I'm a landowner.
Those are three words that, to be totally honest, I didn't think I'd ever say. Anyone who has shopped around for hunting land much, particularly in the farming regions of the Midwest, knows just how difficult it is to find a piece of land that's affordable. And, yes, I realize that the phrase "affordable" has a pretty wide range of meaning. Well, I have two kids who will be headed off to college eventually and I decided long ago that they won't be saddled with insane student loans. So while my wife and I are paying off our college educations, we're also paying off theirs. Toss in normal bills and expenses and our version of affordable was one that made land ownership seem impossible.
But I was always looking. And I finally found it: 20 acres of ground that no one seems to want. Except me.
Yeah, I know 20 acres isn't exactly a huge piece of ground. But I don't care. I'm able to see the potential in what it is and not focus on what it's not.
While I try not to let myself get too excited, I admit that I've lied awake a few nights thinking about the things I'd like to do with the land. In fact, it's the potential I see that has me in love with the place. The ground is a mix of hardwoods and wetlands with a center of semi-open brush and grassland. The possible habitat enhancements are extensive. There are several mature apple trees that are sagging with fruit, and there's even a spring that could make for a dynamite pond. Can 20 acres really be a whitetail haven? I'm about to find out. And I'll share my plans and efforts here. You don't need a big piece of land to have good hunting. You just need the right piece. And a whole lot of determination and imagination.
The land had been for sale on several occassions over the past few years, but had little interest shown in it. I've kept my eye on it all along. It's not far from where I live and I know the neighboring landowner well. Which means I also know that the neighboring properties are lightly hunted and -- best of all -- gun hunting pressure is almost non-existent. So why wasn't the land snatched up by someone else? Because it has issues -- issues that required some legwork and investigation to solve.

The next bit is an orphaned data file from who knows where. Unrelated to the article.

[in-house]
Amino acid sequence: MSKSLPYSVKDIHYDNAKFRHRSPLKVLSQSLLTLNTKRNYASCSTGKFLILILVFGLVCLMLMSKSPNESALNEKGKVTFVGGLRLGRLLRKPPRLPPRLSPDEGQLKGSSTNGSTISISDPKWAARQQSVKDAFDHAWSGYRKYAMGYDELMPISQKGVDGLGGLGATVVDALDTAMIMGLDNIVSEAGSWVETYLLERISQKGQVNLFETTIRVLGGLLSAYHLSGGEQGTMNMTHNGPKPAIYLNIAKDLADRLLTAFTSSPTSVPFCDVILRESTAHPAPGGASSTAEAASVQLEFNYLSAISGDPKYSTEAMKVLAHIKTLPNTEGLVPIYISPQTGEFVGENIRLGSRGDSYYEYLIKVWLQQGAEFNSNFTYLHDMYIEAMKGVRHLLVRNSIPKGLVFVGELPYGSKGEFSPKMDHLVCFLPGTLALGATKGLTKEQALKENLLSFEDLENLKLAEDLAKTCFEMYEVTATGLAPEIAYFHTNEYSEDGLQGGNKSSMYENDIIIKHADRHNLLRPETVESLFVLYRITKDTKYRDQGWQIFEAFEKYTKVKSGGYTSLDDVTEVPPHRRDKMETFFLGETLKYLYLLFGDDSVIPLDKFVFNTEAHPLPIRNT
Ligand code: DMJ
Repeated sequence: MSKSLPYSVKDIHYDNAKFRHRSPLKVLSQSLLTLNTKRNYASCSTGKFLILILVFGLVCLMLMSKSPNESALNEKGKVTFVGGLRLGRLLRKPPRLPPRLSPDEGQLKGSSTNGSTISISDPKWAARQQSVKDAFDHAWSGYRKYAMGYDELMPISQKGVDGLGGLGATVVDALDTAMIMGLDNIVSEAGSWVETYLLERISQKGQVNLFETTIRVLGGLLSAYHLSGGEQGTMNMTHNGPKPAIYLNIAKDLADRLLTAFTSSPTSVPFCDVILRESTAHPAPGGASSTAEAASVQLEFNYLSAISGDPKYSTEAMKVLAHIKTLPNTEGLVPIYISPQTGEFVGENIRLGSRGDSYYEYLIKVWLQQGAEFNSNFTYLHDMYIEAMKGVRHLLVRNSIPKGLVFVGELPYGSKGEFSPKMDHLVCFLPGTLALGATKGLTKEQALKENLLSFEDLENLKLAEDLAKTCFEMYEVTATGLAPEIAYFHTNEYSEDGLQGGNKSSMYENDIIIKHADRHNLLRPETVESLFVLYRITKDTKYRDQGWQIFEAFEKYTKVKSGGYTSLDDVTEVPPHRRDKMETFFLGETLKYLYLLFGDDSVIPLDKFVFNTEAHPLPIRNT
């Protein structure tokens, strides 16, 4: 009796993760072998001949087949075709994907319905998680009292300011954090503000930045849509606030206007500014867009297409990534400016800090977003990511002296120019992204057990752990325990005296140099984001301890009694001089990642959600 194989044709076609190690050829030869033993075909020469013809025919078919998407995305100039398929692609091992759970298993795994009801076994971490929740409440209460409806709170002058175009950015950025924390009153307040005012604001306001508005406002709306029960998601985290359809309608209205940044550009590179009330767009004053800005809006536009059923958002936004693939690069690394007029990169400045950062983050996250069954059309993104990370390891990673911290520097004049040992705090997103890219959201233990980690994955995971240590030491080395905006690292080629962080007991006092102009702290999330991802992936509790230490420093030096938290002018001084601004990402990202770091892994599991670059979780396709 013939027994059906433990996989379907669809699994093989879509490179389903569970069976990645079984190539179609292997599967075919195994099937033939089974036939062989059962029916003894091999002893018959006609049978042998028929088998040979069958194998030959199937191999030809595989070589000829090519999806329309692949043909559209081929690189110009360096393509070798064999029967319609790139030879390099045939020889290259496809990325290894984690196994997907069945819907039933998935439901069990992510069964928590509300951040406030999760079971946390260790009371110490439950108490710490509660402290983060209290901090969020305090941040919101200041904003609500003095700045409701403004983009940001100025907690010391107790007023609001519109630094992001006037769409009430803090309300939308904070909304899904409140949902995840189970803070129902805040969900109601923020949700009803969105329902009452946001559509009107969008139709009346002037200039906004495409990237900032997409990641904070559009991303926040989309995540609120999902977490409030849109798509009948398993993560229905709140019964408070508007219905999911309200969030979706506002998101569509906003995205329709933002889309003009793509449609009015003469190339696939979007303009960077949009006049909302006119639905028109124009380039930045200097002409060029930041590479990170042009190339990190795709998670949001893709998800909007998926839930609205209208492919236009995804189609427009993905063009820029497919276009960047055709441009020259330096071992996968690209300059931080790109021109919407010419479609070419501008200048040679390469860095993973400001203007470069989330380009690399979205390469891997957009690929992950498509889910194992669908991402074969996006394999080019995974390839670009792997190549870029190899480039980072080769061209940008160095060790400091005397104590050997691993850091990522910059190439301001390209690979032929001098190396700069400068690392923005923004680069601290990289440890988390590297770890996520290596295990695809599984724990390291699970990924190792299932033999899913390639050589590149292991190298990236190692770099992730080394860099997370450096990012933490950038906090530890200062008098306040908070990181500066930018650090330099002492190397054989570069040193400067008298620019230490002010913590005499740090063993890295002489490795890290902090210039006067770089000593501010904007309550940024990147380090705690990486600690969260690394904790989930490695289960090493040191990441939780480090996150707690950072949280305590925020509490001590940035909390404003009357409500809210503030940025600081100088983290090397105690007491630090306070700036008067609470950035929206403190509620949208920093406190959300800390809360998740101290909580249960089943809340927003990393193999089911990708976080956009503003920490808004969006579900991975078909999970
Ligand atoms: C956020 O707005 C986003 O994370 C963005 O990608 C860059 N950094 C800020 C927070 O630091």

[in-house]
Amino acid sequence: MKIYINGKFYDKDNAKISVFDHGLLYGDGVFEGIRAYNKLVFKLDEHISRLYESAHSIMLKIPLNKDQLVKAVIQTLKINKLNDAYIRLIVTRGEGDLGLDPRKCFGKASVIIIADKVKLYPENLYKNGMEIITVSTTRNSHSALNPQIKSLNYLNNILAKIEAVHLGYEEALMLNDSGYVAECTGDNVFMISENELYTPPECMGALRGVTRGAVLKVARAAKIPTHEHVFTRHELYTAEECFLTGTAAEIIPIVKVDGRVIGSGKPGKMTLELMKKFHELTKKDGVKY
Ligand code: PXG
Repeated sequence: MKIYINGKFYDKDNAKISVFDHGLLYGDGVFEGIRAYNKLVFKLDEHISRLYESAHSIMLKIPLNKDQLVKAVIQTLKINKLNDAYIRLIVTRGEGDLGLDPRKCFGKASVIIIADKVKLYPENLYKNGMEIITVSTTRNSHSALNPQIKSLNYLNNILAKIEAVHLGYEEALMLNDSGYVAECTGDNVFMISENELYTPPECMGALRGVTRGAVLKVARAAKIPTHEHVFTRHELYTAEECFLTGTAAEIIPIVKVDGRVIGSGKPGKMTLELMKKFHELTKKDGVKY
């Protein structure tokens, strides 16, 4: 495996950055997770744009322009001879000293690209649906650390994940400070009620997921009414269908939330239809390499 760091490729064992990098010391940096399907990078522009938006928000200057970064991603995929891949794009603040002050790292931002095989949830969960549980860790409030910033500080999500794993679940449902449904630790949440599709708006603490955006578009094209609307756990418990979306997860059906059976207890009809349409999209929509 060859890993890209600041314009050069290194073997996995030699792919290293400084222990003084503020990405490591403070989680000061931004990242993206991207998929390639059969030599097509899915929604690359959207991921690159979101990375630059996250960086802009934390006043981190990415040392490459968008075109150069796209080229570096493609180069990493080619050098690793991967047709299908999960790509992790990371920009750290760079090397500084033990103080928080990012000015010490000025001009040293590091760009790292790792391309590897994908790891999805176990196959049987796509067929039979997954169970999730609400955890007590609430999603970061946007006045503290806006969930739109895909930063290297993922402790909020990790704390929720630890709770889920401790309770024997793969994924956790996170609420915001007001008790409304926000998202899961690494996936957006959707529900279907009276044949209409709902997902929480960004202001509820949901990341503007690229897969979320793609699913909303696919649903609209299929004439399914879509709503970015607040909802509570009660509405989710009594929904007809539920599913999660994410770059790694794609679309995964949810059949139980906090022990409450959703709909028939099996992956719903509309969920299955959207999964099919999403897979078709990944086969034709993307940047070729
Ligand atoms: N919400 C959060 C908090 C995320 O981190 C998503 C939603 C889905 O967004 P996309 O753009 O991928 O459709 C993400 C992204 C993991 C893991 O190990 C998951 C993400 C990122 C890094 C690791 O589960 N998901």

The piece is land-locked. There is an easement to access the land but it's somewhat unconventional. It's located in an area that you might not expect to produce good deer hunting. And that scared most people off. Not me. I simply asked questions, did some research and figured out exactly what was and wasn't allowed. The fact that it's not located in an area known for hunting wasn't a negative. It was a positive. With that information in hand, I was in a prime position to make an offer with a price that's less than 50 percent of what land is selling for here in my area of southern Michigan.
After months of wrangling and research to locate the proper historical documents to secure the access, the papers have finally been signed. With just a few weeks left before deer season, it's time to get to work. I'd be lying if I said I hadn't already had thoughts of my son killing his first buck on land that I owned.
The land no one else wanted.